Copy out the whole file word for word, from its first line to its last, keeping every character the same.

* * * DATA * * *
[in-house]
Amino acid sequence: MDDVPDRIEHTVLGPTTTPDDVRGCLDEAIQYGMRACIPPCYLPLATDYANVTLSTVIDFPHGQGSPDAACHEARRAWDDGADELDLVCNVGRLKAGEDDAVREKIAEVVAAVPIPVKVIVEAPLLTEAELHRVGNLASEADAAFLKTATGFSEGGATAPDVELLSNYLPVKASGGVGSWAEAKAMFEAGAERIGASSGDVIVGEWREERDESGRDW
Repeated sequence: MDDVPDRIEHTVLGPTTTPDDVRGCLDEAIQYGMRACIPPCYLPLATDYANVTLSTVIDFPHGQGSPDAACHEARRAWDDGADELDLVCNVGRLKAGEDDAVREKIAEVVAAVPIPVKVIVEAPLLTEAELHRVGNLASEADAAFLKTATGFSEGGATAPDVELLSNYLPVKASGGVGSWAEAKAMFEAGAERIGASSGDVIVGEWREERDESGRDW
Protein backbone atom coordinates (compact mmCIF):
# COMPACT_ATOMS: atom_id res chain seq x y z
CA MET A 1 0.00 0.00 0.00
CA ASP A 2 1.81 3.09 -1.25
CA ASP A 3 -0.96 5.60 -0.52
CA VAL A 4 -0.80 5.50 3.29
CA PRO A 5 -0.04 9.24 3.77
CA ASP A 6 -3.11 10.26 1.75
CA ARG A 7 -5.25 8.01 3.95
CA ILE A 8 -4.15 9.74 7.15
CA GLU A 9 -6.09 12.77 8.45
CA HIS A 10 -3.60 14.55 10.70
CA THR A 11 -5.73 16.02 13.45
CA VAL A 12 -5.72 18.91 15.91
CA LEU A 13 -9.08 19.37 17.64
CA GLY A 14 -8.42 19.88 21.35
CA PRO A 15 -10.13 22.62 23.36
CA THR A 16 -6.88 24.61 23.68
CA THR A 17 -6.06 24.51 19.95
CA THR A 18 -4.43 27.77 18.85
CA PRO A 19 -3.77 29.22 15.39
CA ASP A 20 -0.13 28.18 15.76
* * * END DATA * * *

[in-house]
Amino acid sequence: MDDVPDRIEHTVLGPTTTPDDVRGCLDEAIQYGMRACIPPCYLPLATDYANVTLSTVIDFPHGQGSPDAACHEARRAWDDGADELDLVCNVGRLKAGEDDAVREKIAEVVAAVPIPVKVIVEAPLLTEAELHRVGNLASEADAAFLKTATGFSEGGATAPDVELLSNYLPVKASGGVGSWAEAKAMFEAGAERIGASSGDVIVGEWREERDESGRDW
Repeated sequence: MDDVPDRIEHTVLGPTTTPDDVRGCLDEAIQYGMRACIPPCYLPLATDYANVTLSTVIDFPHGQGSPDAACHEARRAWDDGADELDLVCNVGRLKAGEDDAVREKIAEVVAAVPIPVKVIVEAPLLTEAELHRVGNLASEADAAFLKTATGFSEGGATAPDVELLSNYLPVKASGGVGSWAEAKAMFEAGAERIGASSGDVIVGEWREERDESGRDW
Protein backbone atom coordinates (compact mmCIF):
# COMPACT_ATOMS: atom_id res chain seq x y z
CA MET A 1 0.00 0.00 0.00
CA ASP A 2 1.81 3.09 -1.25
CA ASP A 3 -0.96 5.60 -0.52
CA VAL A 4 -0.80 5.50 3.29
CA PRO A 5 -0.04 9.24 3.77
CA ASP A 6 -3.11 10.26 1.75
CA ARG A 7 -5.25 8.01 3.95
CA ILE A 8 -4.15 9.74 7.15
CA GLU A 9 -6.09 12.77 8.45
CA HIS A 10 -3.60 14.55 10.70
CA THR A 11 -5.73 16.02 13.45
CA VAL A 12 -5.72 18.91 15.91
CA LEU A 13 -9.08 19.37 17.64
CA GLY A 14 -8.42 19.88 21.35
CA PRO A 15 -10.13 22.62 23.36
CA THR A 16 -6.88 24.61 23.68
CA THR A 17 -6.06 24.51 19.95
CA THR A 18 -4.43 27.77 18.85
CA PRO A 19 -3.77 29.22 15.39
CA ASP A 20 -0.13 28.18 15.76